Twit­ter not ef­fi­cient tool in dis­as­ters: Re­searchers

Metro Canada (Ottawa) - - Canada/world -

A study that an­a­lyzed nearly 70,000 tweets sent in the thick of the Fort Mcmur­ray wild­fire shows smart­phone emer­gency apps don’t pro­vide much of the in­for­ma­tion peo­ple need dur­ing a dis­as­ter.

Malek­naz Nayebi, a doc­toral can­di­date at the Uni­ver­sity of Cal­gary’s Schulich School of En­gi­neer­ing, re­calls go­ing on­line in May 2016 to fig­ure out how she could help more than 80,000 peo­ple flee­ing the flames in north­ern Al­berta. She re­al­ized many evac­uees were flock­ing to so­cial me­dia for help.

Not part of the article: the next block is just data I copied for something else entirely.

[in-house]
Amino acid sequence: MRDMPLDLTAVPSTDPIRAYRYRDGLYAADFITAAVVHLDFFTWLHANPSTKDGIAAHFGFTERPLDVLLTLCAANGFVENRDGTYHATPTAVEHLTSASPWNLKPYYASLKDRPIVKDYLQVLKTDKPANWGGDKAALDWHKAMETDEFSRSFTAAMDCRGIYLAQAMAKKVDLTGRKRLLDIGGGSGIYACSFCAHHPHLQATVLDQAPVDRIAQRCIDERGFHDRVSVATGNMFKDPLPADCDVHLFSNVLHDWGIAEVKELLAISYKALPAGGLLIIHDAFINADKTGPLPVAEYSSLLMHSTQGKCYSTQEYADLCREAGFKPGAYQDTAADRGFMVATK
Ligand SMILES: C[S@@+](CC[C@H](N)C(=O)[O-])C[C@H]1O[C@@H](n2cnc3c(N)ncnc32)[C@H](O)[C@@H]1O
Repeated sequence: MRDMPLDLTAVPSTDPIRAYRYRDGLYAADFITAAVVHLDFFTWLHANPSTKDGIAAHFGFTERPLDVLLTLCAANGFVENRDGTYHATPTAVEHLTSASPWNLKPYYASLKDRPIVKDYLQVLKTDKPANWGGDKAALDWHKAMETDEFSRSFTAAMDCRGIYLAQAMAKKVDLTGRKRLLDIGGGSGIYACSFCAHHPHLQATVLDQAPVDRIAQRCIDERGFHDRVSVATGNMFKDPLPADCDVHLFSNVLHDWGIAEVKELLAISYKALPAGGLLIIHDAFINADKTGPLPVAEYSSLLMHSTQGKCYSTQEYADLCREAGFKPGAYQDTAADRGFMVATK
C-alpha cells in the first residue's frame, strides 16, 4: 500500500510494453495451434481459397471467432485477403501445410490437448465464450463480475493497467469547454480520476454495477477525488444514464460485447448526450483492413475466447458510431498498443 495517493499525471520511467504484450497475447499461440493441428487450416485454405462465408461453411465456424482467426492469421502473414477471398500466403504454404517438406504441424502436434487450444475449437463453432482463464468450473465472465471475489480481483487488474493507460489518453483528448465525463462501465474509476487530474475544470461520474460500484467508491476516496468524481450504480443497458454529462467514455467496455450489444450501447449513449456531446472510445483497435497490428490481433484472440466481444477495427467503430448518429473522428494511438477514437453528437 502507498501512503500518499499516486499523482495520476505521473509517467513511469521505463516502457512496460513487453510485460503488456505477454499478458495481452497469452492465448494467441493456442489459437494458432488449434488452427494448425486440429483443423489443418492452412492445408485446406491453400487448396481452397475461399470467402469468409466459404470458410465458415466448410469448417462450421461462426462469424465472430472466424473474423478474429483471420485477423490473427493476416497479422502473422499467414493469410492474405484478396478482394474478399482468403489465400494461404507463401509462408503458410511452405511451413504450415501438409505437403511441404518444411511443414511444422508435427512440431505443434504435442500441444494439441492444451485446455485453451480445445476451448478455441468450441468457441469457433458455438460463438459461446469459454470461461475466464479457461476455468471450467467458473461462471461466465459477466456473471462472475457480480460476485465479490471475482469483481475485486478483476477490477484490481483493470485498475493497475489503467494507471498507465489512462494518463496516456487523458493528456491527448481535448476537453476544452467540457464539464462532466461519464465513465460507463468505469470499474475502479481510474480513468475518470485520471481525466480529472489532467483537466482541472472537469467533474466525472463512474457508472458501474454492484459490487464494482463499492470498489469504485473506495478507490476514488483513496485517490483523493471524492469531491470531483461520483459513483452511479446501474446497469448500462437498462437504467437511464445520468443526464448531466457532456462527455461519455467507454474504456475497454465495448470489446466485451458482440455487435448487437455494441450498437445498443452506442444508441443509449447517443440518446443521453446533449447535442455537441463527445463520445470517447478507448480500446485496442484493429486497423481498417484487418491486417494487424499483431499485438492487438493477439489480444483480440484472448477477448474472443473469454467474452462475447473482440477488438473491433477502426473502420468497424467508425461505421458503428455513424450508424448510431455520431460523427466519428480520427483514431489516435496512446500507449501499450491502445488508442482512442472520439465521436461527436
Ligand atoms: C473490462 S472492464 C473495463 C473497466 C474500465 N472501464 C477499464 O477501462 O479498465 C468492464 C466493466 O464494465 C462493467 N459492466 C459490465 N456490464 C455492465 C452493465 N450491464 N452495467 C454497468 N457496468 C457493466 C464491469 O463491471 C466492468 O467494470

“As lo­cal ra­dio sta­tions went off the air and web­sites failed, so­cial me­dia be­came the cri­sis’ un­of­fi­cial emer­gency broad­cast sys­tem,” re­searchers wrote.

Com­mu­ni­ca­tions staff for the Re­gional Mu­nic­i­pal­ity of Wood Buf­falo’s Twit­ter ac­count were praised for putting out a steady flow of in­for­ma­tion through­out the dis­as­ter.

But Nayebi, the study’s lead au­thor, said an­swers to spe­cific ques­tions were easily missed in the del­uge of Twit­ter traf­fic.

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